Many people are justifiably concerned with the potential impacts of climate change and ocean acidification on coral reefs. But, coral reefs have been declining for at least the last 25 years and probably much longer, overwhelmingly due to threats that are unrelated to climate change. If we do not address these impacts we will continue to lose coral cover and reefs will be more vulnerable to climate change and ocean acidification.
|A coral outcrop on the Great Barrier Reef (photo Wikipedia)|
|The Scott Reef system. The crescent shaped reef at the bottom is Scott Reef South, the small reef above the left arm of the crescent is Scott Reef and the pear shaped reef is Scott Reef North (photo Wikipedia).|
|The daisy parrotfish, Chlorurus sordidus, is an important herbivore on coral reefs (photo Dennis Polack, EOL).|
Ten years after the bleaching event the supply of coral larvae had returned to the levels seen before the bleaching. Two years later the amount of coral cover and community structure on the reef had largely been restored. The rate of recovery is made more remarkable by the occurrence of a second more moderate bleaching event, two cyclones and a disease outbreak.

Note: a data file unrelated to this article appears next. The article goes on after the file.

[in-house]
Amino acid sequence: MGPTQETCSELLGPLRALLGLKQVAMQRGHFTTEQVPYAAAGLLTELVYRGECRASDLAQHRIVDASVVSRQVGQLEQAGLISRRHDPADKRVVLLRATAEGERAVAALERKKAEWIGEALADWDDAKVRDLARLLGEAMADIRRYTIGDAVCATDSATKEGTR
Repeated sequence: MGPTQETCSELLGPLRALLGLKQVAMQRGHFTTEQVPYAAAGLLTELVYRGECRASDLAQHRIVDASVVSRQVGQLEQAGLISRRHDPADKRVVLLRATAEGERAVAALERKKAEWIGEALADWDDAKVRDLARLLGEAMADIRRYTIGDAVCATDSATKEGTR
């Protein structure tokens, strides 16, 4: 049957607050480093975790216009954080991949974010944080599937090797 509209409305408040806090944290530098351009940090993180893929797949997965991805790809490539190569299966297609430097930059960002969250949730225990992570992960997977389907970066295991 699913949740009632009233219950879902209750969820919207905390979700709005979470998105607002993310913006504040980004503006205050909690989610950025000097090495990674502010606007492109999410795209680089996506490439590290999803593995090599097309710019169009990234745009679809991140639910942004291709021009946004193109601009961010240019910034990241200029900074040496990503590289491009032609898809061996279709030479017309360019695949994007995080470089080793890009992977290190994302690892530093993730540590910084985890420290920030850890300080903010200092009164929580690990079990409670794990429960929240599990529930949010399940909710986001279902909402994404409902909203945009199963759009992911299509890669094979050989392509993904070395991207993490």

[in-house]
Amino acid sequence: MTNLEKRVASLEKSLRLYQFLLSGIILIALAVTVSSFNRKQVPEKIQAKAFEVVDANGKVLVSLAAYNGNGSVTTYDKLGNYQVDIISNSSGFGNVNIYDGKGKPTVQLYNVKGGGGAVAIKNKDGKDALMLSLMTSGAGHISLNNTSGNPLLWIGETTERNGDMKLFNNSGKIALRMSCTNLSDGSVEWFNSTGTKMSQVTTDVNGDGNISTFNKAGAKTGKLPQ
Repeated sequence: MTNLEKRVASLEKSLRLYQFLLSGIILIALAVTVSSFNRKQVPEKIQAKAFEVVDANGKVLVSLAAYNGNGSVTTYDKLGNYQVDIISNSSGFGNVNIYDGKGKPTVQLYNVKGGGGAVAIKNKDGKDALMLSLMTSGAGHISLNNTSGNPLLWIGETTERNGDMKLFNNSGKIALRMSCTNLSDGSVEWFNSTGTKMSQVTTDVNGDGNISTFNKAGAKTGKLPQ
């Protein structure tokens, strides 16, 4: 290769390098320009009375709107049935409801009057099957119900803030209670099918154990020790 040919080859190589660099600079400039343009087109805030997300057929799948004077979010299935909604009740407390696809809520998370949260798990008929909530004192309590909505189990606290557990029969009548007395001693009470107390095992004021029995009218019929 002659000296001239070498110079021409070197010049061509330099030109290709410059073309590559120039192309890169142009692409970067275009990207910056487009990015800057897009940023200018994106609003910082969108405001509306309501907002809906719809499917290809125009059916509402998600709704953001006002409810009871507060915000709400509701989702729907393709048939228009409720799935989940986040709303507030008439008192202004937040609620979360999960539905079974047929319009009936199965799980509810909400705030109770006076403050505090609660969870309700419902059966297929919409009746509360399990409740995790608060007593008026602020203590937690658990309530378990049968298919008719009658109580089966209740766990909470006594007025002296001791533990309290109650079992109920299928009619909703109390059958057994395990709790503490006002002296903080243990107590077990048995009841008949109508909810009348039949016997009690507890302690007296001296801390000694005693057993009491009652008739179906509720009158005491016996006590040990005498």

The study highlights just how resilient coral reefs can be to the effects of climate change and other disturbances if chronic anthropogenic stress is low. Overfishing, sedimentation and pollution are causing severe declines in coral cover right now. If we can control these threats, coral reefs might be able to survive in a warmer, more acidic ocean.
Gilmour, J., Smith, L., Heyward, A., Baird, A., & Pratchett, M. (2013). Recovery of an Isolated Coral Reef System Following Severe Disturbance Science, 340 (6128), 69-71 DOI: 10.1126/science.1232310